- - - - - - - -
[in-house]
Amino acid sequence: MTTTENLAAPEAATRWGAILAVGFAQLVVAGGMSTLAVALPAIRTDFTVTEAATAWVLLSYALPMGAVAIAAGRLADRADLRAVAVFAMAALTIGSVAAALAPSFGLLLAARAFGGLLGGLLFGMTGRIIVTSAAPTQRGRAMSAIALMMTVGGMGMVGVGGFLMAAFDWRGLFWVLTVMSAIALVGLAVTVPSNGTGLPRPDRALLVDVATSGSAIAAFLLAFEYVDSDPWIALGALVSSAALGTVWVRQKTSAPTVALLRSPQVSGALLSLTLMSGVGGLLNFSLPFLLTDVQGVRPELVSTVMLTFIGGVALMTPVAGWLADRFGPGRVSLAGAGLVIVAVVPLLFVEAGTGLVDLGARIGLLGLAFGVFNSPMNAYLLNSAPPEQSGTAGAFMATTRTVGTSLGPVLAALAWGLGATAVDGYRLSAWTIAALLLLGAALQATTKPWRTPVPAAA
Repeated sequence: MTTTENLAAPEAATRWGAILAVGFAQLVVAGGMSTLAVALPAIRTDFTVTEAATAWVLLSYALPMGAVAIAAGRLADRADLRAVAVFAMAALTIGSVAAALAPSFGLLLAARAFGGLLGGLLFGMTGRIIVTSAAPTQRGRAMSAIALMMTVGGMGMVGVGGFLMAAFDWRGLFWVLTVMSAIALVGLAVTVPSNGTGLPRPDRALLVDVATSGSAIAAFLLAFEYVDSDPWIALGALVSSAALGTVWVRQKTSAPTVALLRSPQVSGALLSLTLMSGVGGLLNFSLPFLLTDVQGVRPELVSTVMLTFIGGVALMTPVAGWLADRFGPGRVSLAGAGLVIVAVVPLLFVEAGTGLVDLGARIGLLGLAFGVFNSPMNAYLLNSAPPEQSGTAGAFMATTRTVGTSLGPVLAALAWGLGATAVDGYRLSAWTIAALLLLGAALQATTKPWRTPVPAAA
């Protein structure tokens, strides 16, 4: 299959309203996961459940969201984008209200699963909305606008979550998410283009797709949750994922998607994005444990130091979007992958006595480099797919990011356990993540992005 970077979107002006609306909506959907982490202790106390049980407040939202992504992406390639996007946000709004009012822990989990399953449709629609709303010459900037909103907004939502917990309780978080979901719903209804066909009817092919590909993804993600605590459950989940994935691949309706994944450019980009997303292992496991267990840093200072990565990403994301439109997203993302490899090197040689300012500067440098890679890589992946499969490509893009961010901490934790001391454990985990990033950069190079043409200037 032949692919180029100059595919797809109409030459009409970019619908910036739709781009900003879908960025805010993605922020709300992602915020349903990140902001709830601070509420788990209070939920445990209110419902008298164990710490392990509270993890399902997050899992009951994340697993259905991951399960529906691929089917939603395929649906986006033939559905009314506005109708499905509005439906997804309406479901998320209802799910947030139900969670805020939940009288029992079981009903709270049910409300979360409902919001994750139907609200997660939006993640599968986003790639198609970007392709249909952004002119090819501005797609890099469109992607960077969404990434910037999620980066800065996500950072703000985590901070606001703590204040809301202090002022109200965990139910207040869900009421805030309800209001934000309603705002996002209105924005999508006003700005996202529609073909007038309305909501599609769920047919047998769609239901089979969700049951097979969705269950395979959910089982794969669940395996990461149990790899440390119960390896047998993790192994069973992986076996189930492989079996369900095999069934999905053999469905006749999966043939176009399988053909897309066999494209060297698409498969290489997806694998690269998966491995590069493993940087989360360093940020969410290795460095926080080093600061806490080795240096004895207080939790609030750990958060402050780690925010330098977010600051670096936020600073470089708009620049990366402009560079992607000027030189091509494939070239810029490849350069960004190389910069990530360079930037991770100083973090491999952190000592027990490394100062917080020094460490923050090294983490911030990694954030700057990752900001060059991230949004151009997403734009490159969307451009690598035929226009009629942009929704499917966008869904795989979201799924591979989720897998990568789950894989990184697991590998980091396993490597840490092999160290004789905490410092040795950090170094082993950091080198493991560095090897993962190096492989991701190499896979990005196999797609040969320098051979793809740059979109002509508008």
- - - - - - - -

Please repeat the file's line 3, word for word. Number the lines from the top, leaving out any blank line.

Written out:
Repeated sequence: MTTTENLAAPEAATRWGAILAVGFAQLVVAGGMSTLAVALPAIRTDFTVTEAATAWVLLSYALPMGAVAIAAGRLADRADLRAVAVFAMAALTIGSVAAALAPSFGLLLAARAFGGLLGGLLFGMTGRIIVTSAAPTQRGRAMSAIALMMTVGGMGMVGVGGFLMAAFDWRGLFWVLTVMSAIALVGLAVTVPSNGTGLPRPDRALLVDVATSGSAIAAFLLAFEYVDSDPWIALGALVSSAALGTVWVRQKTSAPTVALLRSPQVSGALLSLTLMSGVGGLLNFSLPFLLTDVQGVRPELVSTVMLTFIGGVALMTPVAGWLADRFGPGRVSLAGAGLVIVAVVPLLFVEAGTGLVDLGARIGLLGLAFGVFNSPMNAYLLNSAPPEQSGTAGAFMATTRTVGTSLGPVLAALAWGLGATAVDGYRLSAWTIAALLLLGAALQATTKPWRTPVPAAA